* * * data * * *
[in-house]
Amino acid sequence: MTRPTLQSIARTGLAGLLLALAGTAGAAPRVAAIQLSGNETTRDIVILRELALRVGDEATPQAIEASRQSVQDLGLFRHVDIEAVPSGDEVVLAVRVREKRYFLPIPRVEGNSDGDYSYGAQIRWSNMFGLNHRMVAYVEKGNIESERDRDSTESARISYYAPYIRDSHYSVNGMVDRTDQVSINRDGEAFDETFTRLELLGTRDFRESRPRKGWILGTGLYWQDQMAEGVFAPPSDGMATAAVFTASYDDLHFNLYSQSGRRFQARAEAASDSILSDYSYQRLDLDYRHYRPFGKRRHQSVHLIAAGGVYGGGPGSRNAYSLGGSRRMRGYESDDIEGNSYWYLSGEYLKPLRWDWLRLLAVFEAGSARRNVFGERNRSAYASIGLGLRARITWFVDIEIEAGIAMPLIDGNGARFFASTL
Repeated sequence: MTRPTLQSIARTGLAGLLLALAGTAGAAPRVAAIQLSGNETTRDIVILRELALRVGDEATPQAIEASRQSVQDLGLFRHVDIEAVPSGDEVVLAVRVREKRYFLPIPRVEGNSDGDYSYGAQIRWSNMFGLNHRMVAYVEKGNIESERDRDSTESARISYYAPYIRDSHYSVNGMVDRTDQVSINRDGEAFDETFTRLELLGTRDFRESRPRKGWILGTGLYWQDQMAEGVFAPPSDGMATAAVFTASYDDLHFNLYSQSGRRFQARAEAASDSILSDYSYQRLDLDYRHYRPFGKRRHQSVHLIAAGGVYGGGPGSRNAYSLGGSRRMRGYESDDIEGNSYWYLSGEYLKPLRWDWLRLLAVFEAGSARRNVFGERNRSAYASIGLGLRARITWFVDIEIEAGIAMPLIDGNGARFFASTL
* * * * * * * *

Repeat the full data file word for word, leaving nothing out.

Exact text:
[in-house]
Amino acid sequence: MTRPTLQSIARTGLAGLLLALAGTAGAAPRVAAIQLSGNETTRDIVILRELALRVGDEATPQAIEASRQSVQDLGLFRHVDIEAVPSGDEVVLAVRVREKRYFLPIPRVEGNSDGDYSYGAQIRWSNMFGLNHRMVAYVEKGNIESERDRDSTESARISYYAPYIRDSHYSVNGMVDRTDQVSINRDGEAFDETFTRLELLGTRDFRESRPRKGWILGTGLYWQDQMAEGVFAPPSDGMATAAVFTASYDDLHFNLYSQSGRRFQARAEAASDSILSDYSYQRLDLDYRHYRPFGKRRHQSVHLIAAGGVYGGGPGSRNAYSLGGSRRMRGYESDDIEGNSYWYLSGEYLKPLRWDWLRLLAVFEAGSARRNVFGERNRSAYASIGLGLRARITWFVDIEIEAGIAMPLIDGNGARFFASTL
Repeated sequence: MTRPTLQSIARTGLAGLLLALAGTAGAAPRVAAIQLSGNETTRDIVILRELALRVGDEATPQAIEASRQSVQDLGLFRHVDIEAVPSGDEVVLAVRVREKRYFLPIPRVEGNSDGDYSYGAQIRWSNMFGLNHRMVAYVEKGNIESERDRDSTESARISYYAPYIRDSHYSVNGMVDRTDQVSINRDGEAFDETFTRLELLGTRDFRESRPRKGWILGTGLYWQDQMAEGVFAPPSDGMATAAVFTASYDDLHFNLYSQSGRRFQARAEAASDSILSDYSYQRLDLDYRHYRPFGKRRHQSVHLIAAGGVYGGGPGSRNAYSLGGSRRMRGYESDDIEGNSYWYLSGEYLKPLRWDWLRLLAVFEAGSARRNVFGERNRSAYASIGLGLRARITWFVDIEIEAGIAMPLIDGNGARFFASTL